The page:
Thus the economic agenda of the march on Washington was joined to the civil rights movement. King saw both as inextricable, indivisible. Meyerson writes, “For Rustin and Randolph, as for King [and others] . . . the challenge confronting African Americans was always two-fold: to tear down the legal edifice of segregation that imperiled and degraded Southern blacks, and to remake the American economy into a more egalitarian social democracy under which—and only under which—black Americans could actually prosper.”

The Southern Christian Leadership Conference was an early sponsor of the march, along with the Negro American Labor Council, of which Randolph was chair. The NAACP and the Urban League at first were cool to the idea of a mass mobilization; they thought energies would be better spent lobbying members of Congress to pass Kennedy’s civil rights bill.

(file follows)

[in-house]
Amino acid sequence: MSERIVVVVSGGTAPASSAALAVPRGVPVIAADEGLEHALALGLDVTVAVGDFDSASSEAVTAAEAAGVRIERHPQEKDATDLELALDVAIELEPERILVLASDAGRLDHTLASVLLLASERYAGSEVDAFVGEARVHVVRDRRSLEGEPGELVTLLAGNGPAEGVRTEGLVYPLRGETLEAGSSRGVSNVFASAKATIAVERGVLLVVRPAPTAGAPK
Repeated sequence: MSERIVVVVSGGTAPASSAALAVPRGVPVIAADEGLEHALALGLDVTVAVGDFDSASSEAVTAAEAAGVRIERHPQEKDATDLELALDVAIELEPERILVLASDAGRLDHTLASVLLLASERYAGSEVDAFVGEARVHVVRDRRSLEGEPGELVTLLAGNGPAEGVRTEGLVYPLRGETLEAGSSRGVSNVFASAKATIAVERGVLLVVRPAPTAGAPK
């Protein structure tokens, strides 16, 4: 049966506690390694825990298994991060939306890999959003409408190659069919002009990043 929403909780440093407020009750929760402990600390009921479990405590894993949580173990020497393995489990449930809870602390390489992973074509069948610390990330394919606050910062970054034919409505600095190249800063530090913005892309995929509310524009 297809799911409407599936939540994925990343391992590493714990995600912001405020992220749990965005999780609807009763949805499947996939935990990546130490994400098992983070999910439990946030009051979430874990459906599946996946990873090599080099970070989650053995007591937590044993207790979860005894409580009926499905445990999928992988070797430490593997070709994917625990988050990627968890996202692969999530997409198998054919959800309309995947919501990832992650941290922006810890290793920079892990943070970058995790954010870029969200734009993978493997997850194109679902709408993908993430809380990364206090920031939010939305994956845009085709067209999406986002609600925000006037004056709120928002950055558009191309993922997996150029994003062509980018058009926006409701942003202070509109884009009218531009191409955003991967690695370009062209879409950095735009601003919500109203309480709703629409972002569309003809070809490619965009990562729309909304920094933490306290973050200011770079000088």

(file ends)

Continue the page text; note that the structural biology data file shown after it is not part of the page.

Kennedy invited Randolph and other organizers to the White House in an effort to dissuade them from going forward with the march. “Some of these people are looking for an excuse to be against us; and I don’t want to give any of them a chance to say, ‘Yes, I’m for the bill, but I am damned if I will vote for it at the point of a gun.’ ” Murray Kempton wrote, “Philip Randolph answered that he was afraid the choice was no longer whether Negroes came to Washington or not. ‘The choice, Mr. President, is between a controlled and non-violent demonstration and an uncontrolled and violent one.’ ”

The Freedom Budget and the Poor People’s Campaign


The world well knows what Martin Luther King Jr. said that day, and his great voice still resounds from the Lincoln Memorial, from mountaintop to mountaintop, through the cities and farms and forests and fields, for all those who have ears to hear.